With five albums to her credit, Sara Evans is on her way to becoming one of the most successful female artists of her generation – a compelling, heart-in-the-throat heir to Loretta Lynn and Tammy Wynette. She’s won numerous accolades, among them the Academy of Country Music’s Female Vocalist of the Year and the Country Music Association’s Video of the Year. Sara was named 2006 Female Vocalist of the Year in the R&R Reader’s Poll, and has also been chosen as one of People Magazine’s “50 Most Beautiful People”. For more information visit www.saraevans.com
Check out her music at: http://www.youtube.com/watch?v=22zB6Soc2Gk
Sara Evans @ Capital Hoedown 2011
August 11, 12 & 13, 2011
August 11 & 12 – 4 pm to 10:30pm (Gates open 2 pm); August 13th – 2 pm to 10:30pm (Gates open at noon)
LeBreton Flats Park – Ottawa, Ontario
Early life and the rise to fame
Evans was born in Boonville, Missouri, in 1971, and is of Welsh, English, and Irish descent. She was raised on a farm near New Franklin, MO, the eldest girl of seven children. By five she was singing weekends in her family’s band. At age eight, she was struck by an automobile in front of the family home, and her legs suffered multiple fractures. Recuperating for months in a wheelchair, she continued singing to help pay her medical bills. When she was 16, she began performing at a nightclub near Columbia, Missouri, a gig that lasted two years.
Evans moved to Nashville, Tennessee in 1991 to be a country music artist. She met fellow musician Craig Schelske and left Nashville with him in 1992, moving to Oregon. They married in 1993. She returned to Nashville in 1995 and began recording demos. Nashville songwriter Harlan Howard was impressed by her demo of his song “Tiger by the Tail”. He decided to help her music career, leading to a signed contract with RCA Nashville.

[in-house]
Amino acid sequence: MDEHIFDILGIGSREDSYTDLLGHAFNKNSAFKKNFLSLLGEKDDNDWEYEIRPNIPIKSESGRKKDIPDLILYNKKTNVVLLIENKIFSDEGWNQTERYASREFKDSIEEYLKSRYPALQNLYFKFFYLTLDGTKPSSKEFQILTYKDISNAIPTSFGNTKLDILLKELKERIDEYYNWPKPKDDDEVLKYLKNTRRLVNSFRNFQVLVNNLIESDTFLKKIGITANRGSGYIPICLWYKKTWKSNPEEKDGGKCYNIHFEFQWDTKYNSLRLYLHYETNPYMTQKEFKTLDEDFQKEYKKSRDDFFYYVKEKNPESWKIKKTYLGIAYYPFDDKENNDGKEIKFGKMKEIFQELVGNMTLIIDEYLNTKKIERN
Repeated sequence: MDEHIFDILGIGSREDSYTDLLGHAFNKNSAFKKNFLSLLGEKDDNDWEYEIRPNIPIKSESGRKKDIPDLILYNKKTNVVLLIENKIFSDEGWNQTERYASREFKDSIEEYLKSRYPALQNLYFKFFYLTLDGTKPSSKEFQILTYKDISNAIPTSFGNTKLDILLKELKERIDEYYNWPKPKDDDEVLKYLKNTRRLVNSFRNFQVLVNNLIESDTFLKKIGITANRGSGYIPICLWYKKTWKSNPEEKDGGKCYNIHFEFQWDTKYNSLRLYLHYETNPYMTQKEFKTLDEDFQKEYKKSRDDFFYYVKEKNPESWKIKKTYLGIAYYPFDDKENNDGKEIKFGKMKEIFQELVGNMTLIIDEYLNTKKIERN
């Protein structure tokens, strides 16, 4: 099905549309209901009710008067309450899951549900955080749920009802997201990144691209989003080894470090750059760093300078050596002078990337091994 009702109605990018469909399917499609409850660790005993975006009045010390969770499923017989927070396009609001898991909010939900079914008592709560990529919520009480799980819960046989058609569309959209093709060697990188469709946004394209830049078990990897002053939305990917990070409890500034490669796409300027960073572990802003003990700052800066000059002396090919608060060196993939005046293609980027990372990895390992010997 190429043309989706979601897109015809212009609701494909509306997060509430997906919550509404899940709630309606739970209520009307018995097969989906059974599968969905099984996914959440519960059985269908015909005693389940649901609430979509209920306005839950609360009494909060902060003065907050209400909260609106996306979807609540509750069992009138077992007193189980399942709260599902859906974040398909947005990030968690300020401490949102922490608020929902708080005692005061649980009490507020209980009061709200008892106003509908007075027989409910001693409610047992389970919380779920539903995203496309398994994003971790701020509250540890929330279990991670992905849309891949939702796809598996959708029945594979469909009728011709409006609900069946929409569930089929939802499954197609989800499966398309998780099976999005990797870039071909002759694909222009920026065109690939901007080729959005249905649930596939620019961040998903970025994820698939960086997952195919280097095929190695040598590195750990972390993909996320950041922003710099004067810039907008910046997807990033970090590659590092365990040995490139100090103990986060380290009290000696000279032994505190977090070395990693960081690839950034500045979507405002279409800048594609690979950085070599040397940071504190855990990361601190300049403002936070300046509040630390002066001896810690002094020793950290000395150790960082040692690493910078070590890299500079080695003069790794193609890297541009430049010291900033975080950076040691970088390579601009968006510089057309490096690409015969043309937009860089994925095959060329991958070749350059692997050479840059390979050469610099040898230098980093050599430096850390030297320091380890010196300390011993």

In 1997, Evans released her first album for RCA, Three Chords and the Truth. Critics praised the album for returning to traditional country and included it in many of their yearly “Top 10” lists. The video for “Three Chords and the Truth”, directed by Susan Johnson, was nominated for awards from Billboard Magazine, CMT, and the MVPA. The album included a cover version of an older Country song, Patsy Cline‘s “Imagine That”, which originally reached No. 21 for Cline on the country charts in 1962. None of the three singles made the top 40. It would be another year before Evans gained full popularity. In 1998 Evans released her second album, No Place That Far. Critics slammed her on choosing a more pop-country sound. Her first single, “Cryin’ Game”, hardly made a ripple on the charts but the music video, which re-teamed Evans with director Susan Johnson, did very well in rotation. However, it was her next single, “No Place That Far”, a duet with Vince Gill, that brought her massive success, reaching #1 on the Country charts, as well as the Billboard Hot 100 Top 40. Because of its success, the album was certified “Gold” by the RIAA.